This groundbreaking study of the law and culture of slavery in the antebellum Deep South takes readers into local courtrooms where people settled their civil disputes over property. Buyers sued sellers for breach of warranty when they considered slaves to be physically or morally defective; owners sued supervisors who whipped or neglected slaves under their care. How, asks Ariela J. Gross, did communities reconcile the dilemmas such trials raised concerning the character of slaves and masters? Although slaves could not testify in court, their character was unavoidably at issue--and so their moral agency intruded into the courtroom. In addition, says Gross, "wherever the argument that black character depended on management by a white man appeared, that white man's good character depended on the demonstration that bad black character had other sources." This led, for example, to physicians testifying that pathologies, not any shortcomings of their master, drove slaves to became runaways. Gross teases out other threads of complexity woven into these trials: the ways that legal disputes were also affairs of honor between white men; how witnesses and litigants based their views of slaves' character on narratives available in the culture at large; and how law reflected and shaped racial ideology. Combining methods of cultural anthropology, quantitative social history, and critical race theory, Double Character brings to life the law as a dramatic ritual in people's daily lives, and advances critical historical debates about law, honor, and commerce in the American South.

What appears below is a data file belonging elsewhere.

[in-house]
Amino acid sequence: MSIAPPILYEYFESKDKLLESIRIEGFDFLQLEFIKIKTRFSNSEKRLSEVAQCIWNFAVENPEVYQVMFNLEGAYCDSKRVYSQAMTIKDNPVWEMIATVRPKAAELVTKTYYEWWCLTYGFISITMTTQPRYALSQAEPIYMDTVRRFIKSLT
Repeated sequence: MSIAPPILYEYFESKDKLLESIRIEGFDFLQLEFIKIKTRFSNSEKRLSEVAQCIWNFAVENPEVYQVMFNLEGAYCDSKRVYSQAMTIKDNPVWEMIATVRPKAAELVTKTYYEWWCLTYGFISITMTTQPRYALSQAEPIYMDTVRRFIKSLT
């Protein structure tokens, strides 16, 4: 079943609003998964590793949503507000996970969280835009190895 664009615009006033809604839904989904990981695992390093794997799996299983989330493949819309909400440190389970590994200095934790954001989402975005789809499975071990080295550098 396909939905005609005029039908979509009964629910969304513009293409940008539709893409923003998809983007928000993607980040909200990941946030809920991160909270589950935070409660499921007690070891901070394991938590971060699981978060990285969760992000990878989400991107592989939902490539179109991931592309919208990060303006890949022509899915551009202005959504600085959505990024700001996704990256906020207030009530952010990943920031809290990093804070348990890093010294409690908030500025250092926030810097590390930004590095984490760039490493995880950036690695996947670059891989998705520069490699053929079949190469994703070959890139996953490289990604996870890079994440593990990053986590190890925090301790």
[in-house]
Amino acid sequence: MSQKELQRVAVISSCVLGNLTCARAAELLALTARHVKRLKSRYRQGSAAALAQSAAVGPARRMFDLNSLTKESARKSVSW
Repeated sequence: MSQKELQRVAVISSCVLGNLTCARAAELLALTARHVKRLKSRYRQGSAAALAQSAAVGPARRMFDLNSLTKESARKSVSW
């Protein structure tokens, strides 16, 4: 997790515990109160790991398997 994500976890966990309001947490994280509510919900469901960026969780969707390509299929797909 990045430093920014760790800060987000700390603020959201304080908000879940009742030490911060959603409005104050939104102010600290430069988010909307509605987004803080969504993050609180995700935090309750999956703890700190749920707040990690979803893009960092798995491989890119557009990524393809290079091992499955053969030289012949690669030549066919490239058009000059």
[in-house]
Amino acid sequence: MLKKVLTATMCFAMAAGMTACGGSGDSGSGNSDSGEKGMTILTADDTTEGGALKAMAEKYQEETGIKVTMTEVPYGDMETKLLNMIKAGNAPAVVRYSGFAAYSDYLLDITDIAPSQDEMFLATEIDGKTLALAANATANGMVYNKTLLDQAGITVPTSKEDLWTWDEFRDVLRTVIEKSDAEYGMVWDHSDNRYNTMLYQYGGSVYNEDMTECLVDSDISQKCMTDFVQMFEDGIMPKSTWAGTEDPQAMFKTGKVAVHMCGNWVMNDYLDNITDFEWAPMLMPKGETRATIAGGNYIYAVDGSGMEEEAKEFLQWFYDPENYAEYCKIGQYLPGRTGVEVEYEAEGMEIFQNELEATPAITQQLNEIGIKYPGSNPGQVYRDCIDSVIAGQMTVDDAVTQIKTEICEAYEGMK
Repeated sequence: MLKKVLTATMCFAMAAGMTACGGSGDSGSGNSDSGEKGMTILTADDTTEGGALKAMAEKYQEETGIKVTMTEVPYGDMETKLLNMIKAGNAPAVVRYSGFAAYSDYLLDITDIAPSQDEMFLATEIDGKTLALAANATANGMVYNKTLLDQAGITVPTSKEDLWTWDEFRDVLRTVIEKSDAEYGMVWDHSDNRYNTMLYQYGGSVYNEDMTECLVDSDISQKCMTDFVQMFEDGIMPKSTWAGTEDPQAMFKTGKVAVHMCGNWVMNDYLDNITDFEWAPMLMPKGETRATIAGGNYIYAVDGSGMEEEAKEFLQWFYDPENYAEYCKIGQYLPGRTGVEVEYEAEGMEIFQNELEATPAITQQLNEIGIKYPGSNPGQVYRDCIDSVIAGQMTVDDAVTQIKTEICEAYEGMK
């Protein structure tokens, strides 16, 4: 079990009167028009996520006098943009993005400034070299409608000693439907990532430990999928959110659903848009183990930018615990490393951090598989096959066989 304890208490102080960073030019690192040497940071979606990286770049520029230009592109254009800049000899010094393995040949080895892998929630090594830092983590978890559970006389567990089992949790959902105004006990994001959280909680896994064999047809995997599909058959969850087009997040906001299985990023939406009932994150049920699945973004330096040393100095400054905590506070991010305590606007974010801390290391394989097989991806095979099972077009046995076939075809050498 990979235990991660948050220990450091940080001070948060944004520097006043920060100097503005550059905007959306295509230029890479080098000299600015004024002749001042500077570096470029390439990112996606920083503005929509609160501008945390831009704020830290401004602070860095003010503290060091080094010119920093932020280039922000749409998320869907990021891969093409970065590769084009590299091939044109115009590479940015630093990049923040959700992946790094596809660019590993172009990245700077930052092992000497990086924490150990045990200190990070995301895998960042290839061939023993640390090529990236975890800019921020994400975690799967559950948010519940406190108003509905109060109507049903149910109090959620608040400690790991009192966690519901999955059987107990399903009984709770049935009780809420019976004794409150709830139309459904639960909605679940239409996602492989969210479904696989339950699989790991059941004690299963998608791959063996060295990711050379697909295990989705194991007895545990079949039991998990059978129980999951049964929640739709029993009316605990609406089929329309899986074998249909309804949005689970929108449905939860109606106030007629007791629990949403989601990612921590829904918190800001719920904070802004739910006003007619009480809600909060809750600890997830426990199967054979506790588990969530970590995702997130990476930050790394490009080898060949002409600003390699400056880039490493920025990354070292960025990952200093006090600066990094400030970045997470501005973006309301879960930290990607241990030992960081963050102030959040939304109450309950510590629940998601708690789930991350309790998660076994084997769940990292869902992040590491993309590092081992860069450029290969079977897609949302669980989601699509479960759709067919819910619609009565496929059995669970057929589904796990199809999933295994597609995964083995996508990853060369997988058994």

In Signposts, Sally E. Hadden and Patricia Hagler Minter have assembled seventeen essays, by both established and rising scholars, that showcase new directions in southern legal history across a wide range of topics, time periods, and locales. The essays will inspire today's scholars to dig even more deeply into the southern legal heritage, in much the same way that David Bodenhamer and James Ely's seminal 1984 work, Ambivalent Legacy, inspired an earlier generation to take up the study of southern legal history. Contributors to Signposts explore a wide range of subjects related to southern constitutional and legal thought, including real and personal property, civil rights, higher education, gender, secession, reapportionment, prohibition, lynching, legal institutions such as the grand jury, and conflicts between bench and bar. A number of the essayists are concerned with transatlantic connections to southern law and with marginalized groups such as women and native peoples. Taken together, the essays in Signposts show us that understanding how law changes over time is essential to understanding the history of the South. Contributors: Alfred L. Brophy, Lisa Lindquist Dorr, Laura F. Edwards, James W. Ely Jr., Tim Alan Garrison, Sally E. Hadden, Roman J. Hoyos, Thomas N. Ingersoll, Jessica K. Lowe, Patricia Hagler Minter, Cynthia Nicoletti, Susan Richbourg Parker, Christopher W. Schmidt, Jennifer M. Spear, Christopher R. Waldrep, Peter Wallenstein, Charles L. Zelden.